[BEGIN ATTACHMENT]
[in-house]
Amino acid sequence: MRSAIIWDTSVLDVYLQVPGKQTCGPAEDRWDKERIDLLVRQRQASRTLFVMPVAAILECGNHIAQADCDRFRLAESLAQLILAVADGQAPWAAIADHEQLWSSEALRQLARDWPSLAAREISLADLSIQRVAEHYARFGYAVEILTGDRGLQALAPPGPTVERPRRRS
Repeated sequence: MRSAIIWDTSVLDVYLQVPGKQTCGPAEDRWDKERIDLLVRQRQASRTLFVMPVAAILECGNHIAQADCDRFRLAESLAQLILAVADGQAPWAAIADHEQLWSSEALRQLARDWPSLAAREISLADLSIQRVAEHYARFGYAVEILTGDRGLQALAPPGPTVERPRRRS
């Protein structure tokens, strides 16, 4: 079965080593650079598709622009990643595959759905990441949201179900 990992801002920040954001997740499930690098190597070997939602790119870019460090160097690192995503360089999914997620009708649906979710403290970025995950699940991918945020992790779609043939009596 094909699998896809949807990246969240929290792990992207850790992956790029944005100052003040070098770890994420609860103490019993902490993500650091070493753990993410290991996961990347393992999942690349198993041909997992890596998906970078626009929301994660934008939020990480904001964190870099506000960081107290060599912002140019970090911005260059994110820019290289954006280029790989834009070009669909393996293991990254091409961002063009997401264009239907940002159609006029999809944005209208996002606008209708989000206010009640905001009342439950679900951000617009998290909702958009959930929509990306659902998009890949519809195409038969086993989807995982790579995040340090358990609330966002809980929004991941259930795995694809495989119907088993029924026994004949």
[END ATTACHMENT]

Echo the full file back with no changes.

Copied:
[in-house]
Amino acid sequence: MRSAIIWDTSVLDVYLQVPGKQTCGPAEDRWDKERIDLLVRQRQASRTLFVMPVAAILECGNHIAQADCDRFRLAESLAQLILAVADGQAPWAAIADHEQLWSSEALRQLARDWPSLAAREISLADLSIQRVAEHYARFGYAVEILTGDRGLQALAPPGPTVERPRRRS
Repeated sequence: MRSAIIWDTSVLDVYLQVPGKQTCGPAEDRWDKERIDLLVRQRQASRTLFVMPVAAILECGNHIAQADCDRFRLAESLAQLILAVADGQAPWAAIADHEQLWSSEALRQLARDWPSLAAREISLADLSIQRVAEHYARFGYAVEILTGDRGLQALAPPGPTVERPRRRS
């Protein structure tokens, strides 16, 4: 079965080593650079598709622009990643595959759905990441949201179900 990992801002920040954001997740499930690098190597070997939602790119870019460090160097690192995503360089999914997620009708649906979710403290970025995950699940991918945020992790779609043939009596 094909699998896809949807990246969240929290792990992207850790992956790029944005100052003040070098770890994420609860103490019993902490993500650091070493753990993410290991996961990347393992999942690349198993041909997992890596998906970078626009929301994660934008939020990480904001964190870099506000960081107290060599912002140019970090911005260059994110820019290289954006280029790989834009070009669909393996293991990254091409961002063009997401264009239907940002159609006029999809944005209208996002606008209708989000206010009640905001009342439950679900951000617009998290909702958009959930929509990306659902998009890949519809195409038969086993989807995982790579995040340090358990609330966002809980929004991941259930795995694809495989119907088993029924026994004949």